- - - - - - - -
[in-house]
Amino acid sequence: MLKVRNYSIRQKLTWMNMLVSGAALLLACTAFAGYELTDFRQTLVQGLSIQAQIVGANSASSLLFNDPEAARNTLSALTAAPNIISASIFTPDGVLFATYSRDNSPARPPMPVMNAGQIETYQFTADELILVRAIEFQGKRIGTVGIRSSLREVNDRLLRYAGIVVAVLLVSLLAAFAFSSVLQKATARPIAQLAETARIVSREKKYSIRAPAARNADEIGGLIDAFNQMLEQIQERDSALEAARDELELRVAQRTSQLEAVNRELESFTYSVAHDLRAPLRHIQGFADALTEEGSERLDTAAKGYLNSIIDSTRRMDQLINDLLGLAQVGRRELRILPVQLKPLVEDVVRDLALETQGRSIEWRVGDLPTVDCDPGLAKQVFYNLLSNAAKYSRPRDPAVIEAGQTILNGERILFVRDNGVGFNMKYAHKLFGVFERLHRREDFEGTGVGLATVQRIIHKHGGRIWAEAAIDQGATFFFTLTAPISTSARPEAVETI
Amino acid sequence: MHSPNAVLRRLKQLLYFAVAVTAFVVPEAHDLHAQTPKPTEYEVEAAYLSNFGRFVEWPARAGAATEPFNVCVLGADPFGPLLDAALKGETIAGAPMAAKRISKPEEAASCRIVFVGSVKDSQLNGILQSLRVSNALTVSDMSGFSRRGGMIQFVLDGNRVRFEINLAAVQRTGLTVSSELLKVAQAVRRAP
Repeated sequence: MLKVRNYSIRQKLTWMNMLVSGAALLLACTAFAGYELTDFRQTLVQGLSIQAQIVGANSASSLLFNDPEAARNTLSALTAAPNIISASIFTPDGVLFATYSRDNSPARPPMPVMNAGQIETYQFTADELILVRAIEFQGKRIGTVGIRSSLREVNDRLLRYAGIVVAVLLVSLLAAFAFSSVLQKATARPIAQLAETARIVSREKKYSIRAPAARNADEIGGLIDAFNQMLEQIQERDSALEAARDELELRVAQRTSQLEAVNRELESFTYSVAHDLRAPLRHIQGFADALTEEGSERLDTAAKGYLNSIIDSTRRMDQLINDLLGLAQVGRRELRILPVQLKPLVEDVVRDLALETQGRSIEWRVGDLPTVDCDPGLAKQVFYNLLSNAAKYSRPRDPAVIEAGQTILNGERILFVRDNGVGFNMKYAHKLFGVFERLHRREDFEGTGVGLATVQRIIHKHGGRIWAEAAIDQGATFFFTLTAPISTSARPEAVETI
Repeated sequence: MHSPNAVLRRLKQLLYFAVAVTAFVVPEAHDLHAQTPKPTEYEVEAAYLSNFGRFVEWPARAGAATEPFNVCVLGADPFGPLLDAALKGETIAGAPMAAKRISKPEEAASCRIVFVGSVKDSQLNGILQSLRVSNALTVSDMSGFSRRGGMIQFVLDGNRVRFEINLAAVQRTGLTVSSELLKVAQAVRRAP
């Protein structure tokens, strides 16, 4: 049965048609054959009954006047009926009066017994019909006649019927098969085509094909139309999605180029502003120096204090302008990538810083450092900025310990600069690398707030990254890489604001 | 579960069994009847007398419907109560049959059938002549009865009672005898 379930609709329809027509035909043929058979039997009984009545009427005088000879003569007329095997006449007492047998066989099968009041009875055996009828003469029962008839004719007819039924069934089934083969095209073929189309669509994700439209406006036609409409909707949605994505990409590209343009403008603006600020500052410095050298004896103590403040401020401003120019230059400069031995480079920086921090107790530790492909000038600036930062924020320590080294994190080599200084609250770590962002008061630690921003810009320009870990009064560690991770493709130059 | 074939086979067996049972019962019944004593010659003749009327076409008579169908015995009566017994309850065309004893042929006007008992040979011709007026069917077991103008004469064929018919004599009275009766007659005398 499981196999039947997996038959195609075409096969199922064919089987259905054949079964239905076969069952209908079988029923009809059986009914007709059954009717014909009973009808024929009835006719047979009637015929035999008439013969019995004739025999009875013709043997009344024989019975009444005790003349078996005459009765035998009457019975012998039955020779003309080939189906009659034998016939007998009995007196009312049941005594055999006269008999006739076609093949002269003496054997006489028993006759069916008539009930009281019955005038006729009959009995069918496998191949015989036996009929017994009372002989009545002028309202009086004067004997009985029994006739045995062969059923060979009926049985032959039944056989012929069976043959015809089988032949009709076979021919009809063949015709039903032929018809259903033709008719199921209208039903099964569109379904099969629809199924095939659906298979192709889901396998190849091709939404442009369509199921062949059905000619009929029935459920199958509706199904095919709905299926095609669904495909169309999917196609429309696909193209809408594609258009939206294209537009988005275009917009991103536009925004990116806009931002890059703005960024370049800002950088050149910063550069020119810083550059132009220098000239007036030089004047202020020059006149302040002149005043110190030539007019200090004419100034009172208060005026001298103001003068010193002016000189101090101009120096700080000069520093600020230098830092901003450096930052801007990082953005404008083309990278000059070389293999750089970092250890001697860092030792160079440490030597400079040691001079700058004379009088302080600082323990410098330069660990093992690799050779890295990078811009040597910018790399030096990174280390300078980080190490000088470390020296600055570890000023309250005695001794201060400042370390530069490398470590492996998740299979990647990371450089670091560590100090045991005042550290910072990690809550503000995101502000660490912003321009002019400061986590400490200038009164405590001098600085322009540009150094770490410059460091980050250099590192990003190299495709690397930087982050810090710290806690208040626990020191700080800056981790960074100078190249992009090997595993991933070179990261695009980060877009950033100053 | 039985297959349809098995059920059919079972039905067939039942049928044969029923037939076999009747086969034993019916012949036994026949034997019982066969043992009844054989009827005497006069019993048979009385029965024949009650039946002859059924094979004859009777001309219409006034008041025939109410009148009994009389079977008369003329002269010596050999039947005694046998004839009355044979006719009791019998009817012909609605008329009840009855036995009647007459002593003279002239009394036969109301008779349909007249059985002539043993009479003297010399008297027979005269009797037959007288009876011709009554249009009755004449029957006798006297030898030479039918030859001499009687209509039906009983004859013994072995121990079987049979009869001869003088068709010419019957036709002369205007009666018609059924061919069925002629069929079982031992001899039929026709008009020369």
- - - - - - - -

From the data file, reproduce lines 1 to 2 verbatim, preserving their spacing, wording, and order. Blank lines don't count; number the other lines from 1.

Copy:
[in-house]
Amino acid sequence: MLKVRNYSIRQKLTWMNMLVSGAALLLACTAFAGYELTDFRQTLVQGLSIQAQIVGANSASSLLFNDPEAARNTLSALTAAPNIISASIFTPDGVLFATYSRDNSPARPPMPVMNAGQIETYQFTADELILVRAIEFQGKRIGTVGIRSSLREVNDRLLRYAGIVVAVLLVSLLAAFAFSSVLQKATARPIAQLAETARIVSREKKYSIRAPAARNADEIGGLIDAFNQMLEQIQERDSALEAARDELELRVAQRTSQLEAVNRELESFTYSVAHDLRAPLRHIQGFADALTEEGSERLDTAAKGYLNSIIDSTRRMDQLINDLLGLAQVGRRELRILPVQLKPLVEDVVRDLALETQGRSIEWRVGDLPTVDCDPGLAKQVFYNLLSNAAKYSRPRDPAVIEAGQTILNGERILFVRDNGVGFNMKYAHKLFGVFERLHRREDFEGTGVGLATVQRIIHKHGGRIWAEAAIDQGATFFFTLTAPISTSARPEAVETI